By Bettina Thiel – Woodbridge Town News Correspondent
The January blizzard may have packed less of a punch than widely expected, but for the town’s road crew, the driving winds presented a challenge all the same. “At the onset snow was continuous, but not heavily accumulating,” Public Works Director Warren Connors said, “but around 2 a.m. [Tuesday, January 27] it intensified.” Visibility was restricted and the snow was so intense that crews encountered near white-out conditions, he said. The tough part was that the driving wind would quickly cover freshly plowed areas.
To stay on top of it, the town’s road crews decided to continue plowing through the night and not take the four-hour break they are entitled to. “They knew that we would not recover,” after leaving nature to itself at the height of the storm, Connors said.
Woodbridge got about 10 inches of snow, compared to the 38 inches dumped during the blizzard of 2013. Even so, this weather event still qualified as a blizzard, as it is not the quantity of snow that accumulates, but the intensity of snow over a certain duration, Connors said. Luckily no downed trees or power lines caused power outages, and thanks to a state-wide travel ban, no traffic accidents occurred. The emergency shelter was open at the Woodbridge senior center, and one resident made use of it for the night.
All in all it was a day to curl up in front of the fire, at least for the general public. For the public works crews, however, the timing of the storm meant two normal working days connected by16 hours of plowing.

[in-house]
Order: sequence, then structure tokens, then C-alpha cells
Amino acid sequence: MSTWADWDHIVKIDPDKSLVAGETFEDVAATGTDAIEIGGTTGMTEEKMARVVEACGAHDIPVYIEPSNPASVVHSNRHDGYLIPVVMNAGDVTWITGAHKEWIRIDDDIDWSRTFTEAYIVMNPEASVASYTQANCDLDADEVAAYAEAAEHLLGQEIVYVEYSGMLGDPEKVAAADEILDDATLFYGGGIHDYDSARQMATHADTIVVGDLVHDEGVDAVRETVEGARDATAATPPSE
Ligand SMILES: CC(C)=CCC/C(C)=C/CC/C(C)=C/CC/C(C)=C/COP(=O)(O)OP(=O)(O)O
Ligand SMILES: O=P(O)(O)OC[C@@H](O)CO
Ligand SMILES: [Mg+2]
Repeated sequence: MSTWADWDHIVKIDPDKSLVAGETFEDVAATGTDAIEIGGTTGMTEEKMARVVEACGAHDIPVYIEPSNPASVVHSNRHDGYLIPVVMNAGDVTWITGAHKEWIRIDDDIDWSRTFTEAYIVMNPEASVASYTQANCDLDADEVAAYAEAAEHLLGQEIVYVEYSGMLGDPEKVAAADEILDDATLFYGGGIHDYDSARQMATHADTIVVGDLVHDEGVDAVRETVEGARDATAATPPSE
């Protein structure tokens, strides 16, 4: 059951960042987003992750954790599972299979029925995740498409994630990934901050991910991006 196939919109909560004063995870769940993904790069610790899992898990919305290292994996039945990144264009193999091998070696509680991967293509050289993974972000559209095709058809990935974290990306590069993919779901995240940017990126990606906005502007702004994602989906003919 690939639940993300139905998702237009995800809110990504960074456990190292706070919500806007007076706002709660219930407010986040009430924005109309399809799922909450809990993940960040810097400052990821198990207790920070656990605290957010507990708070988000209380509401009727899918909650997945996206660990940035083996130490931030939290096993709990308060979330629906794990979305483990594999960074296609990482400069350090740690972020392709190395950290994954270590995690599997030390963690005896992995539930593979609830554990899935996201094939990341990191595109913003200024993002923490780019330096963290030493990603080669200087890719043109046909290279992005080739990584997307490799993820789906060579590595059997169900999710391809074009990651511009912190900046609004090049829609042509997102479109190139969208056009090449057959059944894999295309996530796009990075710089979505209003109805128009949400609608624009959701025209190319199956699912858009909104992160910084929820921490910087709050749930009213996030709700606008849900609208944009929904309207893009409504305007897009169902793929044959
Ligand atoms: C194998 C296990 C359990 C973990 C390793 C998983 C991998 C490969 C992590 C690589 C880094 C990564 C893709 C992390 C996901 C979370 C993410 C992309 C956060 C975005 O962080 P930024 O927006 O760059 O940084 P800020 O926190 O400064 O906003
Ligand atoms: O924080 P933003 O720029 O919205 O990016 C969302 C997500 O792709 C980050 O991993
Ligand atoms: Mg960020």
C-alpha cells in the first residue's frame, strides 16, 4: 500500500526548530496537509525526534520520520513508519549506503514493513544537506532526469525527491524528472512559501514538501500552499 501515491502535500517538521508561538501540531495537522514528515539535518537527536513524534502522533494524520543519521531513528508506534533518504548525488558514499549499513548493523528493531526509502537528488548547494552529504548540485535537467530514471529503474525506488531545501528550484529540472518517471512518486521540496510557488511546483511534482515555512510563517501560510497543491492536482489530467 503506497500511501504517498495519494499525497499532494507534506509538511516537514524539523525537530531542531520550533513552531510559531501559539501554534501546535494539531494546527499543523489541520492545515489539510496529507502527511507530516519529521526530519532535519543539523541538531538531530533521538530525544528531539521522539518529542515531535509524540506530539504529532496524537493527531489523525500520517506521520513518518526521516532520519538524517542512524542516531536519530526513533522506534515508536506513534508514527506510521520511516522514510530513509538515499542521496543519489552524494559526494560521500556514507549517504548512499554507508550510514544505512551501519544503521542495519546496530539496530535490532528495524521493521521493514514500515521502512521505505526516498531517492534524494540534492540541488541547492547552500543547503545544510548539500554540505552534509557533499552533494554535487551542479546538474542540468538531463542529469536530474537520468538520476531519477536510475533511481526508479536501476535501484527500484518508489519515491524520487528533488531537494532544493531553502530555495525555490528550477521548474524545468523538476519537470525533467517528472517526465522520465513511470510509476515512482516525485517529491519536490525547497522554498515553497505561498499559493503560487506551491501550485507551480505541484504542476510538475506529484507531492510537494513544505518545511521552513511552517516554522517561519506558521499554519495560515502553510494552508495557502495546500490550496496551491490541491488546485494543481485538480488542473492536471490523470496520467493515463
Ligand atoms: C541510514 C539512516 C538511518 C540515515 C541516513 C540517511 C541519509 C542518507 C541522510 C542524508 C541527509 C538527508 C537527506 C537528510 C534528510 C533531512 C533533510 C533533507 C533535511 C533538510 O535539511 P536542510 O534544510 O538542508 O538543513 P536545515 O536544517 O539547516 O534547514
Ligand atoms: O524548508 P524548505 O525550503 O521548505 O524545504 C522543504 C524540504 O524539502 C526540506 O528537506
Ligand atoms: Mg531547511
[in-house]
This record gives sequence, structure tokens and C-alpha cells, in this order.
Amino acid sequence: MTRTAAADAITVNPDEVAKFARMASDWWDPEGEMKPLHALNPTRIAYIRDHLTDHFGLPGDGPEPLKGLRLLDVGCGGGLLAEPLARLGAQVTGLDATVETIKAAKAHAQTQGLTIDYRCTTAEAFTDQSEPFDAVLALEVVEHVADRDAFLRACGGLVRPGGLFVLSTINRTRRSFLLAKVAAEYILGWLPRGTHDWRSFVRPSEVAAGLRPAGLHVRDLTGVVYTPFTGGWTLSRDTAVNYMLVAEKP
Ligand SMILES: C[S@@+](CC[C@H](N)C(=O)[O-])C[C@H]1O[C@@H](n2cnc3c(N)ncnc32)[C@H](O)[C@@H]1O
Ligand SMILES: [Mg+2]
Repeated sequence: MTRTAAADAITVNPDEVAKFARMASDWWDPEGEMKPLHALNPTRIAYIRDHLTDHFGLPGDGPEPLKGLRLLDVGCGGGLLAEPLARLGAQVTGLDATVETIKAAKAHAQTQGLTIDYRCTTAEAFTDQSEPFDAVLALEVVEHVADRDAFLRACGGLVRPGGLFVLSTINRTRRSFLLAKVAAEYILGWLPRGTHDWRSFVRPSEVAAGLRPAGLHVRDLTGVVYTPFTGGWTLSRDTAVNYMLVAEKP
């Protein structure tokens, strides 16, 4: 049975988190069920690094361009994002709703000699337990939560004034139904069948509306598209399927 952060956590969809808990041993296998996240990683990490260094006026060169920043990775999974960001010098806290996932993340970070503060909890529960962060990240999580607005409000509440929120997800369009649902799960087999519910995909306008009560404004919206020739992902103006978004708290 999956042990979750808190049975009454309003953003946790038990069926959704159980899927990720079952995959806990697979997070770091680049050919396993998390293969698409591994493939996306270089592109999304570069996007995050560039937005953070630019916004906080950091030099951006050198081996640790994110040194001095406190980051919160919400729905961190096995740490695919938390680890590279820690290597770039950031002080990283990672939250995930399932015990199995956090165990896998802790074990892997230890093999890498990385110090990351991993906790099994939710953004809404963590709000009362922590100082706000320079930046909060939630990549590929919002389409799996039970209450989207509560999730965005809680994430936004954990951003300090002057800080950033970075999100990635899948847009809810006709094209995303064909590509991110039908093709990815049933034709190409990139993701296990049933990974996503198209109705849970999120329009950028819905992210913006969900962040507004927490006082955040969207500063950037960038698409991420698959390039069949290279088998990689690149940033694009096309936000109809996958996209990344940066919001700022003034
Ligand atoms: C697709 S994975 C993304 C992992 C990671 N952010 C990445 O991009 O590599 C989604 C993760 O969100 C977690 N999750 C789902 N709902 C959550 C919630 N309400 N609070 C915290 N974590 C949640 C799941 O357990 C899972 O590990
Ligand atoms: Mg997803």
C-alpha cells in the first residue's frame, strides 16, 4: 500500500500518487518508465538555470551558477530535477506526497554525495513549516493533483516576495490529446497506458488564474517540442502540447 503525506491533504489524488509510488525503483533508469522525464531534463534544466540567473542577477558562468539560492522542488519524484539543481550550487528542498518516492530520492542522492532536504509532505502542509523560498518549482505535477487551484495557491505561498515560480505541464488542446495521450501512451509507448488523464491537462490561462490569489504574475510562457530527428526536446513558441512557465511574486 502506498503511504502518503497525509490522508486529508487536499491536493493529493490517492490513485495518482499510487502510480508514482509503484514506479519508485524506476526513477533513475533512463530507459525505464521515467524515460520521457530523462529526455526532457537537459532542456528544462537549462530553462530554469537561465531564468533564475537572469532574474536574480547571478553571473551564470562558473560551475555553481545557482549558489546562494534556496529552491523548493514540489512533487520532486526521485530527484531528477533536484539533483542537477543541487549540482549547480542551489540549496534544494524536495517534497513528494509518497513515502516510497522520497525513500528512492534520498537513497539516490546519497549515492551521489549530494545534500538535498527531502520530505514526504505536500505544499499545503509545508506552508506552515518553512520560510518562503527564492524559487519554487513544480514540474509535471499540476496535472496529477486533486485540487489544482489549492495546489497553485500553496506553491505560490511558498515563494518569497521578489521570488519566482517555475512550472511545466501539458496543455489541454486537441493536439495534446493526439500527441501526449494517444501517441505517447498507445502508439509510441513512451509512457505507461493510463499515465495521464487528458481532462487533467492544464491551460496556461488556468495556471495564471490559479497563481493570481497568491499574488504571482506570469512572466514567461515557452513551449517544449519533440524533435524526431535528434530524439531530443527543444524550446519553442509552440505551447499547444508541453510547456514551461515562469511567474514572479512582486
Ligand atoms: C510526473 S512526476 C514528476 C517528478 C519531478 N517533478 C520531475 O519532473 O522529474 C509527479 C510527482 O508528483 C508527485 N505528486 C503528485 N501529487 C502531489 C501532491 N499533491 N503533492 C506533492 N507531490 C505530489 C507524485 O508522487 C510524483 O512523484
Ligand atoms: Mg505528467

The new garage proved “a blessing,” Connors said. Its heated bays allow crews to get the chains on inside, rather than in the below-freezing temperature, and bring the trucks into a heated environment should they need maintenance. Another blessing was the directive from Hartford for motorists to stay off the roads until 2 p.m. Tuesday. “It was super for anyone’s ability to clean the road,” Connors said. Before Connors went home Tuesday afternoon, he could recommend to the superintendent of schools that roads were passable for buses on Wednesday morning. “It could have been worse,” Connors said, while he was checking radar images for the next weather event Thursday night.
In the meantime, empty moving boxes were dropped off in Connors’ office in the Town Hall basement. Both he and office manager Cyndi Pecca and clerk Annette Carofano will be moving into offices on the top floor of the new garage this month, weather permitting, that is. “It’s going to be interesting,” Connors said.